records contain information related to
disaster assistance given in response to

the 2004 hurricanes.
The federal government has filed a
motion for summary judgment, requesting
that U.S. District Court Judge
John. E. Steele rule in its favor.
Such a ruling would allow the
hurricane records to remain
The newspapers have argued
the information is of public interest and
citizens have a right to learn how the
government is spending its money.
Additionally, they believe the files should
be released in accordance with the federal
Freedom of Information Act.


NYC officials release documents detailing Sept. 11
NEW YORK CITY – City officials
have released thousands of documents
maintained by the fire department
regarding the September 11th terrorist
attacks after a three-year court battle.
The New York Times filed the lawsuit,
which was supported by the relatives of
fallen firefighters.

The documents include about 15
hours of audio recordings and more than
12,000 pages of transcribed firefighter
testimony taken after the event.
The newspaper sued under the federal
Freedom of Information Act after the city
refused to disclose the records it
maintained as a part of its investigation.

Earlier this year, the state’s highest court
ruled that some, but not all, of the records
should be made public.
Records released previously suggest that
some of the more than 340 firefighter
casualties could have been prevented with
better communication among emergency
services groups.

Report concludes costs of secrecy skyrocketing
WASHINGTON – The federal
government classified more than 15.5
million documents during the last year,
according to a report issued by the
federal Information Security Oversight
The increasing secrecy, driven by
fears of terrorism after the September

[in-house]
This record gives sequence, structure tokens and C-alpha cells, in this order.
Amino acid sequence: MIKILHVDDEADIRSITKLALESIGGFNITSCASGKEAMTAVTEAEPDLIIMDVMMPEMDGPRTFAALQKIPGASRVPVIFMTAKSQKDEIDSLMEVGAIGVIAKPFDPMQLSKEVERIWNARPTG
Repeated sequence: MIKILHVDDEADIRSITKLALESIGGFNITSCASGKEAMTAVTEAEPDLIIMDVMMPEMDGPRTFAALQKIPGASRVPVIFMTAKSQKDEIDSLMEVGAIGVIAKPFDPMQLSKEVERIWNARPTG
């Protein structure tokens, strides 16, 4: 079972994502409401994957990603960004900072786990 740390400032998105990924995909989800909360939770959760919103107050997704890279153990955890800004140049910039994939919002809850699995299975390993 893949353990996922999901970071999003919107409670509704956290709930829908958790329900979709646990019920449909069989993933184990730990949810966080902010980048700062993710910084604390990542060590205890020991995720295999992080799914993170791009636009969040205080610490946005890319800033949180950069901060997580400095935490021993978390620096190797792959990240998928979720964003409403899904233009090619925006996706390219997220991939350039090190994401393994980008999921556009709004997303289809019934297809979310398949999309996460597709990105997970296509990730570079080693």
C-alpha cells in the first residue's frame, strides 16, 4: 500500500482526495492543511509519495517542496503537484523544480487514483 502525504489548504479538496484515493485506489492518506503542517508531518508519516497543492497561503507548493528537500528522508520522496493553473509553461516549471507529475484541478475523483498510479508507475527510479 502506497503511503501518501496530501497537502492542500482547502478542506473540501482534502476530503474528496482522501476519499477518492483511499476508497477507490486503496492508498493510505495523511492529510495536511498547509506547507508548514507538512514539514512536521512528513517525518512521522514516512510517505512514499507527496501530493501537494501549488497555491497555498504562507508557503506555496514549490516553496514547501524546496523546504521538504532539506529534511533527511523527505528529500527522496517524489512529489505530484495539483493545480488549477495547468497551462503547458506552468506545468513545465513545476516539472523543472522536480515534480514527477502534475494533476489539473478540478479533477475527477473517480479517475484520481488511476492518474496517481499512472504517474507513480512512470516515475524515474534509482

2001 attacks, cost taxpayers an
estimated $7.2 billion last year.

Some of the increase in cost can likely
be attributed to the ability of federal
agency heads to classify information
under vague labels such as “sensitive
security information.”
“I’ve seen information that was
classified that I’ve also seen published in
third-grade textbooks,” said J. William
Leonard, who heads the Information
Security Oversight Office.

The report attributes part of the increase
in secrecy classifications to the increased
number of officials who have the power to
classify documents.
Since the 2001 terrorist attacks, President
George W. Bush has given classification
power to the heads of the Environmental
Protection Agency, the Department of
Agriculture and the Department of Health
and Human Services.

Legislation would reinstate Fairness Doctrine
WASHINGTON – U.S. Rep. Maurice
Hinchey (D-N.Y.) introduced a bill that
would require broadcasters to devote air
time to all sides of controversial issues.
The legislation, which would restore
the Fairness Doctrine as it was once
called, is pending in the House of
Hinchey’s bill, called the Media
Ownership Reform Act of 2005, mandates
that broadcast licensees provide


Copies of case opinions, Florida
Attorney General opinions, or
legislation reported in any issue as
“on file” may be obtained upon
request from the Brechner Center for
Freedom of Information, College of
Journalism and Communications,
3208 Weimer Hall, P.O. Box 118400,
University of Florida, Gainesville,
FL 32611-8400, (352) 392-2273.


The Brechner Report „ September 2005

reasonable time to allow for conflicting
perspectives to discuss issues of public